PNB scam fallout: RBI’s ban of LOUs will hurt SME importers, says India Ratings

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Published: April 5, 2018 4:05:26 PM

After the RBI banned issuance of Letter of Undertakings for all importers with immediate effect in a bid to prevent a Rs 11,400 crore Punjab National Bank fraud, the move will negatively impact the financial flexibility of Indian importers especially for SMEs.

pnb fraud case, pnbnetbanking, pnb home loan, pnb aadhar link, punjab national bank customer care number, PNB, punjab national bank, nirav modi, mehul choksi, PNB fraud, PNB scam, PNB money safetyIndia Ratings said that the SMEs in the importing business are likely to report an increase in net working capital requirements, exerting further pressure on their liquidity profiles. (Image: PTI)

After the Reserve bank of India banned issuance of Letter of Undertakings for all importers with immediate effect in a bid to prevent a Rs 11,400 crore Punjab National Bank fraud, the move will negatively impact the financial flexibility of Indian importers especially for SMEs says a report. According to a report by India Ratings and Research (Ind-Ra), the recent ban on LoUs by the RBI may pose challenges to banks to provide necessary support to importers.

Earlier, PHD Chamber President Anil Khaitan told the Financial Express that the move will result in hiking working capital requirement of industries and disrupt trade. However, as the Reserve Bank of India has not banned the use of letter of Credit, the traders will now look towards Letters of Credit (LCs) and bank guarantees to conduct their businesses, say industry insiders.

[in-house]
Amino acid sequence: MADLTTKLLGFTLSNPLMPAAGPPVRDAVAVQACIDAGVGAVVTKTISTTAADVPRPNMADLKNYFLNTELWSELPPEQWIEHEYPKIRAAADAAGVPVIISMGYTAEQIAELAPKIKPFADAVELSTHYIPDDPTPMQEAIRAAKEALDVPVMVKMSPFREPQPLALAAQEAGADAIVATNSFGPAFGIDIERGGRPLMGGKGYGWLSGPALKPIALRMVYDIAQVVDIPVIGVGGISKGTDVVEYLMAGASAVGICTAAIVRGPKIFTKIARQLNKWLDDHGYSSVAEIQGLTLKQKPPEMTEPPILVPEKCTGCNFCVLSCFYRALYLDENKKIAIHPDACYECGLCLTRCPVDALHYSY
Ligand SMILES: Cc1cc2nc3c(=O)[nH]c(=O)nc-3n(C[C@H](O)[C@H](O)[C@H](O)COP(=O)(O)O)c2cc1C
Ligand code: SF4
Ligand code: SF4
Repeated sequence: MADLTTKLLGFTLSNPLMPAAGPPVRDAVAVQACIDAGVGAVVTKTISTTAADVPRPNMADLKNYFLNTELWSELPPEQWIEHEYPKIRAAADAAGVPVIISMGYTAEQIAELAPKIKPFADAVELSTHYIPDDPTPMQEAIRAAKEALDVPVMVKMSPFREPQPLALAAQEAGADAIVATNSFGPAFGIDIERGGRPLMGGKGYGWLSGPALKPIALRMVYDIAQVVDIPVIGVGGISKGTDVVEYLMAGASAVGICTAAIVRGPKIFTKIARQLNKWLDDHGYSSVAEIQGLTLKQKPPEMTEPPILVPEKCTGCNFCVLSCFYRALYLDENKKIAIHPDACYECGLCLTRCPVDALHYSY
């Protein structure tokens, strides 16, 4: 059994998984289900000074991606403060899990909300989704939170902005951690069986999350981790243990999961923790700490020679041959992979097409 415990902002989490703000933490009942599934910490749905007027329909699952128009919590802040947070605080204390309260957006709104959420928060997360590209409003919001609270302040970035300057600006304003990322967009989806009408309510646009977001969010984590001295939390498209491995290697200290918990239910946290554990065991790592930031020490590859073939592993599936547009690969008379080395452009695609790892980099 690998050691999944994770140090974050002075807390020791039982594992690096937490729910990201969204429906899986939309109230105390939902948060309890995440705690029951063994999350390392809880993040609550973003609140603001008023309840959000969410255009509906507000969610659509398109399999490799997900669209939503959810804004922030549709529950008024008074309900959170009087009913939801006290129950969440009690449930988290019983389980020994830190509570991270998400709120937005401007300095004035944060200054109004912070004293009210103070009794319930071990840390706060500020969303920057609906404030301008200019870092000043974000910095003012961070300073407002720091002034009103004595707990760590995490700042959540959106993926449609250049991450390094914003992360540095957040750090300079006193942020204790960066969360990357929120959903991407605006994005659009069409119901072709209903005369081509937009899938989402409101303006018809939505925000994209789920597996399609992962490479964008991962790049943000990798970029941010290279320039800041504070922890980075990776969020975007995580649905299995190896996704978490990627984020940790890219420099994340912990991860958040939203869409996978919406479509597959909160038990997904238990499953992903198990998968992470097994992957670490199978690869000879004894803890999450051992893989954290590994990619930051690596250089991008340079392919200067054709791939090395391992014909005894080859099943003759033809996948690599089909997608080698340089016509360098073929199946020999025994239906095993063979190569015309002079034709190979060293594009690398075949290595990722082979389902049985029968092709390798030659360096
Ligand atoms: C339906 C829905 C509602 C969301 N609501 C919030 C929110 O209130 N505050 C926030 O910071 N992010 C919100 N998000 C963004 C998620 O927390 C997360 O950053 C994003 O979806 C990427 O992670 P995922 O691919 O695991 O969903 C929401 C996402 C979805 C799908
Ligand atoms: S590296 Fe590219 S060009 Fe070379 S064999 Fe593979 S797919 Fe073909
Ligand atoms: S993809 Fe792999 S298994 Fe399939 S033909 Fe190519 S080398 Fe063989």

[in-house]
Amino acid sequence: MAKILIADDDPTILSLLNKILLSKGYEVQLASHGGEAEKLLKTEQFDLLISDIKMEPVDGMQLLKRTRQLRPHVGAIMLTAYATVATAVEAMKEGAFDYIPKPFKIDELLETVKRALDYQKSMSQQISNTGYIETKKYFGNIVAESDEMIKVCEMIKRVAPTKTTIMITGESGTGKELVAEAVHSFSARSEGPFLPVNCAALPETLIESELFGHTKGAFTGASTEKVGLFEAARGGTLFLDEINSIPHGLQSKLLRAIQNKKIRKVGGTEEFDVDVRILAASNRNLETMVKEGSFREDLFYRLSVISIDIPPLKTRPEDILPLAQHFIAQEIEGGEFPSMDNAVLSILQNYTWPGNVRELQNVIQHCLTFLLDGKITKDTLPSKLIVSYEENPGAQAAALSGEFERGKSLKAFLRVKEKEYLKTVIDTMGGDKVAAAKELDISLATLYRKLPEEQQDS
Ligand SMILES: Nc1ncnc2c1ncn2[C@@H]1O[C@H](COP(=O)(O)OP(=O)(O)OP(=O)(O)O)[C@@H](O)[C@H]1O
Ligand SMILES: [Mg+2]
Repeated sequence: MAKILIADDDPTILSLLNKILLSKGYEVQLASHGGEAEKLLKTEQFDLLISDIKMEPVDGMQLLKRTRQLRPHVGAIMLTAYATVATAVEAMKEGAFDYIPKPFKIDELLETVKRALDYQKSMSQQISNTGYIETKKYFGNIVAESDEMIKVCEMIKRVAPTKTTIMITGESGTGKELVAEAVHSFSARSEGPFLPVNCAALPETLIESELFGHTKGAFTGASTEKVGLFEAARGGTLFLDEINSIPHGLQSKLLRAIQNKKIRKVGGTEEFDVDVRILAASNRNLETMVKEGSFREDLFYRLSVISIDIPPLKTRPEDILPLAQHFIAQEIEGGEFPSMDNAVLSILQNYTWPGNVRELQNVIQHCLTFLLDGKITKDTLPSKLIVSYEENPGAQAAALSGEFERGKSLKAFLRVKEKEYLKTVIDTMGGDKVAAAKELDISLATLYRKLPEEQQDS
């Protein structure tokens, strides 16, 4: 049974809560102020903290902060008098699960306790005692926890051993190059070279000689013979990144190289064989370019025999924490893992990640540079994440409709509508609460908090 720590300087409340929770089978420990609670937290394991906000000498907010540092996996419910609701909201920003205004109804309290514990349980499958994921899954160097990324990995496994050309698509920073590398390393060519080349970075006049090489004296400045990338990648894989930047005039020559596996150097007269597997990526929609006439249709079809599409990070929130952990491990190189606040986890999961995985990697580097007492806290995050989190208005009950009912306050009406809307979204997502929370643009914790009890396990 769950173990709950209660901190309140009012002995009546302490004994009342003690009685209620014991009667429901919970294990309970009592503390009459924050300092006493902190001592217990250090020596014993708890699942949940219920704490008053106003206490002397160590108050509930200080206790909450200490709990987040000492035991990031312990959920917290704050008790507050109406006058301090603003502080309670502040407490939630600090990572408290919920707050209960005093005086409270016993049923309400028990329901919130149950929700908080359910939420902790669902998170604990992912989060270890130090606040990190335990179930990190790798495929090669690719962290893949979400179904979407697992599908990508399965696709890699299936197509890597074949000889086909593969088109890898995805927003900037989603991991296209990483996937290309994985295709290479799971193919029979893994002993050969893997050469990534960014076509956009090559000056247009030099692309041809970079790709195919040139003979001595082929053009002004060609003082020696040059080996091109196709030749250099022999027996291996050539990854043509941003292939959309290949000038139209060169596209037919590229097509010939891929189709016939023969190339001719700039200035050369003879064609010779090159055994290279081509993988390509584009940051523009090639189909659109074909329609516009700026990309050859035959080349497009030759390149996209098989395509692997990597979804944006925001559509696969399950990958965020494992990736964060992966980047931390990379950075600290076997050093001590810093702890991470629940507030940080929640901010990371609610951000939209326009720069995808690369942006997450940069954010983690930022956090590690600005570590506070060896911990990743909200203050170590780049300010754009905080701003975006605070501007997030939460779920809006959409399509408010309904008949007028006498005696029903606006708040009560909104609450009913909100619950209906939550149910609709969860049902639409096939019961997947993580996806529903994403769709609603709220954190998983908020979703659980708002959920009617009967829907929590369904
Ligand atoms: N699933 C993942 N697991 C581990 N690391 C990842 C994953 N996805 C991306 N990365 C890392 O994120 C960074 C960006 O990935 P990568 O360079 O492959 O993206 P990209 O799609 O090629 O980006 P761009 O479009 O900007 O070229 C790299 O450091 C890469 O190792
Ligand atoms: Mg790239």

In its report, India Ratings and Research said that the SMEs in the importing business are likely to report an increase in net working capital requirements, exerting further pressure on their liquidity profiles. “The curb on the mobilisation of foreign currency working capital funds is likely to translate into liquidity pressure and higher funding costs for small and medium-sized corporates in the short term,” the report said. However, the firm observes that impact on large-sized players is likely to remain subdued.

According to the firm’s estimates, the aggregate interest coverage of the top 160 importers who avail buyer’s credit to contract by about 0.41x (from 4.03x). Post the scam perpetrated by billionaire diamond merchant Nirav Modi, industry body Assocham had asked to limit the collateral damage of India’s biggest banking scam. In February, Assocham Secretary General D S Rawat said that public pressure post the major fiasco has led to the  the banks becoming cautious and the regulators to act tough. According to him, it can snowball into a major trust deficit in the system.

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